Checks can be run either by passing CLI arguments to test a system for specific feature support, or by passing in config files from the system and automatically testing each of the enabled features covered by the test script.

For example, to test specifically for Open vSwitch VXLAN support from the CLI:

neutron-sanity-check —ovs-vxlan

To run all tests that map to enabled configuration options, pass in the config-file options for each of the configs to be tested. For example:

neutron-sanity-check —config-file /etc/neutron/neutron.conf —config-file /etc/neutron/plugins/ml2/ml2_conf.ini

Adding new tests

To add a new test, first define the option in neutron/cmd/ in the OPTS variable using the existing options as a guide. The BoolOptCallback is just like a standard BoolOpt, but also allows you to pass a callback function which actually defines the test that should be run by the script.


OPTS = [
    BoolOptCallback('ovs_vxlan', check_ovs_vxlan, default=False,
                    help=_('Check for vxlan support')),

Next, add a check to enable_tests_from_config() to override the CLI option for the test defined in OPTS to True based on applicable config values.

For example:

if 'vxlan' in cfg.CONF.AGENT.tunnel_types:
    cfg.CONF.set_override('ovs_vxlan', True)

Next, add the new test to neutron/cmd/sanity/ Tests should test the actual feature required and not rely on version numbers. Tests should also return the system state to the way it was before the test was run. Return value should be True for passing, False for failing.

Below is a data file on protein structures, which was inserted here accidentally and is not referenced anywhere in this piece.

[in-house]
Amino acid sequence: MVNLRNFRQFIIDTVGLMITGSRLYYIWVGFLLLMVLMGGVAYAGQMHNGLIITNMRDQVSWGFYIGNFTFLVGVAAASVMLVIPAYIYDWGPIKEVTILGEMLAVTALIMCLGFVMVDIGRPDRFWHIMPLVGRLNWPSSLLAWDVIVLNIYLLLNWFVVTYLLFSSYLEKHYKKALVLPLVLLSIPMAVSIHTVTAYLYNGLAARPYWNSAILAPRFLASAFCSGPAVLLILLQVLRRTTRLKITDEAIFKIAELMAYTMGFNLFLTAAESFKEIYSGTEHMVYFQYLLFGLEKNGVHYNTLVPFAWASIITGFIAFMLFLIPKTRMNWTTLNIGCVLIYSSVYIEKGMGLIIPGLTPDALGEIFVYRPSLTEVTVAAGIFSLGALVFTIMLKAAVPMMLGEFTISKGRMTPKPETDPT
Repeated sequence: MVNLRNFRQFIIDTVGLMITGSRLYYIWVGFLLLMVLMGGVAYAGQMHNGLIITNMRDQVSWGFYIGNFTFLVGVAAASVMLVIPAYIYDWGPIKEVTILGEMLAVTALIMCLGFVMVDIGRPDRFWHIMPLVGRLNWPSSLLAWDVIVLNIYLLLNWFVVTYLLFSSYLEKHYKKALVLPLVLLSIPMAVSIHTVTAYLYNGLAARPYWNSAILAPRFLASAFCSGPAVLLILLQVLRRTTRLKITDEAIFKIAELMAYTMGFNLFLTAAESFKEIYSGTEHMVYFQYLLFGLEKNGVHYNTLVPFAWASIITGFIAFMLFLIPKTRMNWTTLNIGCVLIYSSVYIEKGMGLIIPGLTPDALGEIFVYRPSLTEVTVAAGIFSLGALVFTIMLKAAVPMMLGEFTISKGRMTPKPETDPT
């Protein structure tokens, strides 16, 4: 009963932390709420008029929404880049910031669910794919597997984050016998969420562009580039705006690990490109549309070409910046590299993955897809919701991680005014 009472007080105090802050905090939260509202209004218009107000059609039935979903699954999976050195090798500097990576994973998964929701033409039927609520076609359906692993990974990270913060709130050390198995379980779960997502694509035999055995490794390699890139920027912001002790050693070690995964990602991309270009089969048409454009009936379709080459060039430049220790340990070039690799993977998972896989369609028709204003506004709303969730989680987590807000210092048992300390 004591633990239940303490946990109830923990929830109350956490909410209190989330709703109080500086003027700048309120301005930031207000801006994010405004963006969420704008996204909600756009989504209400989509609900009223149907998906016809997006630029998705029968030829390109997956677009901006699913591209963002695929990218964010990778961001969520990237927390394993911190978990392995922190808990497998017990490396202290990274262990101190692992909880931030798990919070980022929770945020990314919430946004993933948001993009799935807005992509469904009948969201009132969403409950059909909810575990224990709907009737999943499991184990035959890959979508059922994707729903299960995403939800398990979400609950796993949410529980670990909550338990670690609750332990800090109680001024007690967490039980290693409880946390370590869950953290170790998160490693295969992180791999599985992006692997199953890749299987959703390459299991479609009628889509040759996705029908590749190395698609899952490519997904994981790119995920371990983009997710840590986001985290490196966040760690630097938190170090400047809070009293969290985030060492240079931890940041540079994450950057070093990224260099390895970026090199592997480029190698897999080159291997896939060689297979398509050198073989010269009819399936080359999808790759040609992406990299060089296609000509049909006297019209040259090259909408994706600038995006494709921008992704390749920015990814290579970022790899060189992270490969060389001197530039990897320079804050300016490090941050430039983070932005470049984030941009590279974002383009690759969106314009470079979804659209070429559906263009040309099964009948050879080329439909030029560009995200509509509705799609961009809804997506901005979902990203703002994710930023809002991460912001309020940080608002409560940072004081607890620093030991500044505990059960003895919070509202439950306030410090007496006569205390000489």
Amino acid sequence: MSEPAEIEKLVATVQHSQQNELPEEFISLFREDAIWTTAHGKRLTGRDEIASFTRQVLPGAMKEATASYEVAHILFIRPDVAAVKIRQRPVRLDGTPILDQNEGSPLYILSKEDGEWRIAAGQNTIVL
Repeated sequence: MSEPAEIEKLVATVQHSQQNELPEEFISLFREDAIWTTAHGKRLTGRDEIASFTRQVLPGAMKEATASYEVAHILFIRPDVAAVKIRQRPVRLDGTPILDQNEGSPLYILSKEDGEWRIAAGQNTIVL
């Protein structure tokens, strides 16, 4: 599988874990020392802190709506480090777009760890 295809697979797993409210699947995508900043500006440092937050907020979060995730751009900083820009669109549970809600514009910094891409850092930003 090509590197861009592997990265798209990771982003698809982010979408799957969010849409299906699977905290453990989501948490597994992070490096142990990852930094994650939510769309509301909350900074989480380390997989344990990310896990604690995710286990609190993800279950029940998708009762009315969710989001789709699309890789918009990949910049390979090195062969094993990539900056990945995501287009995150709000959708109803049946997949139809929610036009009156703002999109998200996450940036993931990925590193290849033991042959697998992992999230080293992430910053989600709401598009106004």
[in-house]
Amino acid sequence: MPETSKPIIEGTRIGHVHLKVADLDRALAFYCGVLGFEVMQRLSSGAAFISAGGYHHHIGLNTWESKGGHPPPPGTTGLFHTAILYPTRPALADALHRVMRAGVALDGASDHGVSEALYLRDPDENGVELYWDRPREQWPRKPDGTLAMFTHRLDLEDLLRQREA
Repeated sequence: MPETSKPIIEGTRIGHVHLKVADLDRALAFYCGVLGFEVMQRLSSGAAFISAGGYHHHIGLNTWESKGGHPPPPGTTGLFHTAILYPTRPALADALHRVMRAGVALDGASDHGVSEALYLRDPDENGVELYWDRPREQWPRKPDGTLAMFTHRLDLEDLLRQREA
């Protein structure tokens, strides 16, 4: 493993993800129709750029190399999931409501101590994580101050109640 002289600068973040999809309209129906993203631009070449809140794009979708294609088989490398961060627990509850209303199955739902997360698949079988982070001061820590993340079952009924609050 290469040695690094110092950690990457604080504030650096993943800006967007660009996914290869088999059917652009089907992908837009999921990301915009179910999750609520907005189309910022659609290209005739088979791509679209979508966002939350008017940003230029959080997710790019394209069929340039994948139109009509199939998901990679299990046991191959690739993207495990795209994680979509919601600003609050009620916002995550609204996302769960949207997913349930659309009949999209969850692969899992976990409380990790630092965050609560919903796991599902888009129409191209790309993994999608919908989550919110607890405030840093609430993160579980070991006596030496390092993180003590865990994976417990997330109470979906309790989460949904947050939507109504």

For example:

def vxlan_supported(root_helper, from_ip='', to_ip=''):
     name = "vxlantest-" + utils.get_random_string(6)
     with ovs_lib.OVSBridge(name, root_helper) as br:
         port = br.add_tunnel_port(from_ip, to_ip, const.TYPE_VXLAN)
         return port != ovs_const.INVALID_OFPORT

Next, go back to neutron/cmd/ and add the callback function that was defined in OPTS. This function should take no arguments and should log a helpful error message on failure. If testing via config options is supported, it should use the cfg.CONF option that the test depends on. The return value should be True for passing, False for failing. The reason this function is separate from the neutron/cmd/sanity/ version is that the tests in must all have the same arguments and generally will use values from cfg.CONF, whereas for testing purposes other argument values may be necessary.


def check_ovs_vxlan():
    result = checks.vxlan_supported(root_helper=cfg.CONF.AGENT.root_helper)
    if not result:
        LOG.error(_('Check for Open vSwitch VXLAN support failed. '
                    'Please ensure that the version of openvswitch '
                    'being used has VXLAN support.'))
    return result

Finally, define a functional test in neutron/tests/functional/sanity/ which ensures that they defined check function runs through to completion. This will alert developers if an API change is made that breaks the sanity check functions. For example:

def test_ovs_vxlan_support_runs(self):
    """This test just ensures that the test in neutron-sanity-check
        can run through without error, without mocking anything out